At some polling stations agents for certain candidates were said to be telling people who to vote for.

Vote organisers say ballots from areas where there are complaints will be isolated for checking by the UN panel while the rest of the vote is counted.

"There are counting papers piling up and they are ready to be counted. We are just waiting for the green light," David Avery, the election commission's chief of operations, told the AFP news agency.

He said he expected counting to begin in the next day or two. Full results are not expected for two to three weeks.

Crash-landing

The helicopter crash in the Wakhan corridor area of Badakshan province near the borders with China, Tajikistan and Pakistan is the latest problem to hit the collection and counting of votes.

The Russian-made Mi-8 suffered engine failure, Mr Avery told the Associated Press.

The helicopter had not yet picked up any ballot boxes when it crash-landed in a snow-field.

The US military is air-dropping warm clothes and food to help the crew and officials survive freezing temperatures overnight and will attempt to rescue them on Wednesday.

Mr Avery conceded the incident would slow the recovery of ballots from the area.

More than 10 million people were registered to vote in Afghanistan's first mass democratic poll, many of them refugees living in Pakistan and Iran.

BBC correspondents reported huge enthusiasm for the vote across Afghanistan.

Threats by the Taleban to disrupt the election failed to materialise.

Afghanistan's hard-line former rulers said on Tuesday they had refrained from attacks to avoid Muslim bloodshed.

Story from BBC NEWS:

http://news.bbc.co.uk/go/pr/fr/-/1/hi/worl...sia/3735658.stm

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I like it how as usual for this type of thing that the people who were lauding the election are now nowhere to be seen now that its turned into a disaster , just like the american government. lol

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dont you watch the news??

oh i forgot the bbc are leftist liars doesnt matter.

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Just about every 4 years half our country claim we've had a disaster, this next one will be similar, I believe the Dems are planning massive vote fraud, but we're still... here... still the place dreams can come true.

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Warlord ends Afghan poll boycott

Another major rival to Afghanistan's interim president, Hamid Karzai, has pulled out of a boycott of last Saturday's election.

Warlord General Abdul Rashid Dostum now says that he is instead supporting a United Nations investigation into complaints about the voting.

General Dostum was one of 15 candidates who called for the boycott.

It overshadowed what is widely viewed as being a hugely successful first election for Afghanistan.

Officials say the counting of ballots will not now begin before Thursday.

A UN-appointed investigation panel has given candidates another 48 hours to make complaints, extending the deadline until 1800 local time on 14 October.

But one of the members of the panel, Craig Jenness, indicated that it might be possible to start the count after isolating ballot boxes from polling stations mentioned in complaints received so far.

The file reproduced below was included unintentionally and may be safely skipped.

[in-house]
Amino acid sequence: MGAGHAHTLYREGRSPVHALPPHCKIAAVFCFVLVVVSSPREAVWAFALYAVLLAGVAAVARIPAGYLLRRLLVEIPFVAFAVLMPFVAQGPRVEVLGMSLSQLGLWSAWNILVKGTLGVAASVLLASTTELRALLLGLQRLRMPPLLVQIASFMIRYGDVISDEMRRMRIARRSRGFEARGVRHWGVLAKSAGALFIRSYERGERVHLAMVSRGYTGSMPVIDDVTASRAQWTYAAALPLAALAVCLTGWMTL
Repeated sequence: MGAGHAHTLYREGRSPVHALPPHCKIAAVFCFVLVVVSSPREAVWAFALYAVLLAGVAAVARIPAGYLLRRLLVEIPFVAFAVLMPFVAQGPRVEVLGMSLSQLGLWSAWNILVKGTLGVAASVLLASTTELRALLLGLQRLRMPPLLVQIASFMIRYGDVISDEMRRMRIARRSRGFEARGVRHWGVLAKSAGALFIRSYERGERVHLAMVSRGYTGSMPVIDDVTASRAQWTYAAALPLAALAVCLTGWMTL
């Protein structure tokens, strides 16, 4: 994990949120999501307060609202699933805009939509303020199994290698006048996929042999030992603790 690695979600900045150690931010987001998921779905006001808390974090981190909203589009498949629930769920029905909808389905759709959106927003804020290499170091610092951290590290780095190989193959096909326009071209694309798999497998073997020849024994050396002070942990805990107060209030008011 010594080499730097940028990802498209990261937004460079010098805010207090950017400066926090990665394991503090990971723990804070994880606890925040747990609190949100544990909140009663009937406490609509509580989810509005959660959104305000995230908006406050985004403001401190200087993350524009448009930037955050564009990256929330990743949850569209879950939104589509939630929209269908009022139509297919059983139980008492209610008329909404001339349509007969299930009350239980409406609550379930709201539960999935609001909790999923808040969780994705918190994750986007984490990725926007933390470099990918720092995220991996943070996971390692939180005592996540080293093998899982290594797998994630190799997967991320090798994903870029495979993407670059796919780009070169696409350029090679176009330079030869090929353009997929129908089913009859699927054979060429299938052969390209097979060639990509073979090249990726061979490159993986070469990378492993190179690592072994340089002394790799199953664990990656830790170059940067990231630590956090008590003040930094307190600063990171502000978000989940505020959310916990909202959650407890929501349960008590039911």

Last big challenger

The candidates called the boycott after problems emerged with indelible ink designed to prevent fraud.

But it started crumbling on Sunday.

The key moment was when Yunus Qanuni, the most important rival to President Karzai, backed down, saying he wanted a UN investigation into his concerns on polling day instead.

Two people have already been appointed to the UN investigation panel, and a third is currently being identified.

General Dostum, the veteran Uzbek strongman, is the last major challenger to Mr Karzai to come on board for the investigation.

But his spokesman says he will still make complaints about the way Saturday's vote was conducted, despite missing the initial deadline for doing so.

Since Saturday's election, candidates like General Dostum have been under intense pressure to abandon their boycott.

Negotiations have involved Western diplomats as well as Afghan figures.

But the BBC's Andrew North in Kabul says that many believe another factor in changing minds has been widespread anger among ordinary Afghans at what they see as candidates obstructing a popular process for short-term political gain.

Speaking at a news conference in Kabul, Craig Jenness said 43 complaints had been received from the 18 candidates so far, of which 37 had been reviewed.

Ballot boxes from 10 polling stations had been isolated as a result, he said.

'Democratic future'

Meanwhile, eight people who were stranded for 24 hours when a helicopter sent to pick up ballot boxes crashed in mountains in northern Badakhshan province have been rescued, the UN said.

Spokesman Manoel de Almeida e Silva said the rescue helicopter would return later to pick up the boxes.

In Kabul, the head of US forces in Afghanistan, Lieutenant-General David Barno, has called the elections "the end of more than two decades of the rule of the gun".

"[The election] confirms the bright hope of all the Afghan people in a democratic future centred on the rule of law," he said.

However, General Barno said US troops would remain in the country for the foreseeable future.

Story from BBC NEWS:

http://news.bbc.co.uk/go/pr/fr/-/1/hi/worl...sia/3738662.stm